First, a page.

Albert Shanker, president of the 600,000-member American Federation of Teachers, said yesterday that "it is not all an evil thing" to see the nation moving toward tests of classroom instructors, and that continued opposition is hurting the profession in the public's eyes.
"The country is going toward testing, and it's going because there is ample evidence that states -- through past hiring practices -- have hired people who are illiterate," Shanker said. "If a person has been teaching for 20 years and they are illiterate, then they ought not to be teaching."
Shanker said teachers who cannot pass competency tests should be given other jobs with state or local government.
While not explicitly supporting such tests, Shanker left open the possibility that his union might cooperate with states that have teacher-testing laws. His remarks indicated a softening of his position on the subject, and seemed to signal another step toward moderation from a union that boasts of taking the lead in education reforms.
Shanker made the remarks at a breakfast interview at the Sheraton Washington, where his union is holding its annual "convocation" -- focusing this year on excellence in education.
Shanker said he had "mixed feelings" about standardized competency tests such as the one recently taken by 28,000 teachers in Arkansas, 10 percent of whom failed. "IBM certainly tests people before they come in, but they don't test them five years later," Shanker said, but he later called such testing "ordinary common sense."
He criticized the rival National Education Association for its strong, unwavering opposition to the Arkansas test and similar competency exams planned by Georgia and Texas. "In Georgia, we didn't like it either," Shanker said, "but we did not engage in the life-or-death battle that the NEA did."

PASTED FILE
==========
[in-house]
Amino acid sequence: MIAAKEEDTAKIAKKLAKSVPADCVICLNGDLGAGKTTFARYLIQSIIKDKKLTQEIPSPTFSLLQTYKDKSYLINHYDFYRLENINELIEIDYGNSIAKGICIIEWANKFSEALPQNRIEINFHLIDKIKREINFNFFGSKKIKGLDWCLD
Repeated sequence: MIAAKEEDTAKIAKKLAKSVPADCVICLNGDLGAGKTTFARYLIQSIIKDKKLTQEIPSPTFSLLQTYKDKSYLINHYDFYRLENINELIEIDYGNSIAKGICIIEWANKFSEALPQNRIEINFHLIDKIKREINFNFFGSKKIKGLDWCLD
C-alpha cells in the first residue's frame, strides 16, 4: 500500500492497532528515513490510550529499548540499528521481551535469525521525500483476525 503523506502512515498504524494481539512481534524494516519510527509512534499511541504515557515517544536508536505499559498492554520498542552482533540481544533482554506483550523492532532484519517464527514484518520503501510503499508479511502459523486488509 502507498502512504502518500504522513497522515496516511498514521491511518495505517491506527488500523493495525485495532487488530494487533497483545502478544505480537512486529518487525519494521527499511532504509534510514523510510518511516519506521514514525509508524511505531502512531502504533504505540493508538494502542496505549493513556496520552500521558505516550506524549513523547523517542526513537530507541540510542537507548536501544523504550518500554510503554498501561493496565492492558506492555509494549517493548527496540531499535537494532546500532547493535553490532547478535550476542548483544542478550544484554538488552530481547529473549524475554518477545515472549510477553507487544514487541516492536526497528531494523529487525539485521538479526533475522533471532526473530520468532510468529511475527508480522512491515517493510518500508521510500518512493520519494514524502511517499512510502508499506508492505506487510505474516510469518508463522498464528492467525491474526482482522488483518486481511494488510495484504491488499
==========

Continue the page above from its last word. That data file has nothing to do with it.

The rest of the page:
" . . . This is not an open-and-shut, good-or-evil situation," Shanker said. "The important thing for any group is to take something that is a debacle and turn it into an asset. You can view this testing as a desire by the public for quality."
Shanker suggested that the competency exam used in Arkansas was "dishonest" because the state will end up lowering its standards to fill a critical shortage of math and science teachers.
He also criticized recent modernization moves by the NEA, accusing the 1.7 million-member union of acting "cynically in trying to put a message of change out."
During its annual convention here last week, the NEA passed resolutions in support of testing new teachers, firing teachers proven incompetent, and having annual in-class teacher evaluations.
Shanker said these positions are not new and represent a transparent attempt to put the NEA at the front of an educational reform movement it really opposes. Speaking of the NEA's support for annual teacher evaluations, Shanker said that most schools already evaluate teachers and that the NEA is "putting a bold stamp of approval on something that already exists, is routine."
Shanker called the NEA resolution supporting the firing of incompetent instructors "a hoax" and "a terrific creation of a non-issue." He said the NEA would still "fight like hell" against teacher firings, despite the resolution.
Don Cameron, executive director of the NEA, responded that "we're always fascinated by Mr. Shanker's views," but he and other NEA officials declined further comment.